Finally, in thinking about the narrative tension between the ideal and the real in love and how that frontier is constantly shifting in our memories and imaginations to the point that it's possible to confuse the real object of desire with its "emotional shadow" at times, I have to say that the end of the At Mme Swann's part of this novel--with its focus on Marcel's friendship with Mme Swann rather than his traumatizing break-up with her daughter Gilberte--touched me enormously.  Can a scene from a novel be considered poetic merely by virtue of the force of its words and the power of its images?  I'll let you decide.

From all sides now, through the liquid transparency and glossy luminosity of the shadow cast on her by the sunshade, Mme Swann was being recognized and greeted by the last of the late riders, who looked as though filmed at a canter against the white midday shimmer of the avenue, members of fashionable clubs, whose names--Antoine de Castellane, Adalbert de Montmorency, and many more--famous to the public mind, were to Mme Swann the familiar names of her friends.  So it is that the average life expectancy, the relative longevity, of memories being much greater for those that commemorate poetic sensation than for those left by the pains of love, the heartbreak I suffered at that time because of Gilberte has faded forever, and has been outlived by the pleasure I derive, whenever I want to read off from a sundial of remembrance the minutes between a quarter past twelve and one o'clock on a fine day in May, from a glimpse of myself chatting with Mme Swann, sharing her sunshade as though standing with her in the pale glow of an arbor of wisteria (217).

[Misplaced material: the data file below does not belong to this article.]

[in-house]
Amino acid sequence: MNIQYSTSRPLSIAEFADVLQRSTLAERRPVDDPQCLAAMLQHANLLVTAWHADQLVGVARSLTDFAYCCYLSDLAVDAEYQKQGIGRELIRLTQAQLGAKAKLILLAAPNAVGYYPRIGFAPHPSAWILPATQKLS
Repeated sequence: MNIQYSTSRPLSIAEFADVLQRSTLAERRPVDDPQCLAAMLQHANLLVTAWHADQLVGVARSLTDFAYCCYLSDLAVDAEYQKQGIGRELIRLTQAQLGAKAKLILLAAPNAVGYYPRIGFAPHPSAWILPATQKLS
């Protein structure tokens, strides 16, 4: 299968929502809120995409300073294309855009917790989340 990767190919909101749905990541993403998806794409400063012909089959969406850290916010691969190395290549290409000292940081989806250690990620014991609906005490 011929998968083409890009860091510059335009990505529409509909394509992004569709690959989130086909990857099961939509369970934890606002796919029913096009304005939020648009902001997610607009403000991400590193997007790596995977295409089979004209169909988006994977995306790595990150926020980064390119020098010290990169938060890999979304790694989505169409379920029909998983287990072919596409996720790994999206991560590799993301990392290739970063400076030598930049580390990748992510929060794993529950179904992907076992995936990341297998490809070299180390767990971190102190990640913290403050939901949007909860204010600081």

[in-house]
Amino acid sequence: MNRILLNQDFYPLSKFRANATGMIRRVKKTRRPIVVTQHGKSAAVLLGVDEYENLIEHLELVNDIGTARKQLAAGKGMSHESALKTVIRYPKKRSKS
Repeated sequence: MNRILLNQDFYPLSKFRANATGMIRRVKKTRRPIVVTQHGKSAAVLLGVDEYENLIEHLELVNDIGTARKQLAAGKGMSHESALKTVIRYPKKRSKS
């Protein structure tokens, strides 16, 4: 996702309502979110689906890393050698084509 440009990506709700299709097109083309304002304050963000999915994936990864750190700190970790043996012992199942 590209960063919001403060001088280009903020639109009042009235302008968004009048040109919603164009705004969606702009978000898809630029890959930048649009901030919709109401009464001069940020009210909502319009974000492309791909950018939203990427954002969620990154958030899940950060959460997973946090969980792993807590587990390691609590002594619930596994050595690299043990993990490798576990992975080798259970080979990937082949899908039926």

I'll have more to share from In the Shadow of Young Girls in Flower in a day or two.  Not sure what I want to touch on next, but I'm not ready to say farewell to this volume just yet.  No, not yet.  (

Marcel Proust

sábado, 6 de agosto de 2011

Life of Black Hawk, or Mà-ka-tai-me-she-kià-kiàk

Life of Black Hawk, or Mà-Ka-tai-me-she-kià-kiàk (Penguin Classics, 2008)
by Black Hawk
USA, 1833

"If another prophet had come to our village in those days, and told us what has since taken place, none of our people would have believed him!  What! to be driven from our village and hunting grounds, and not even permitted to visit the graves of our forefathers, our relations, and friends?"
(Life of Black Hawk, 46)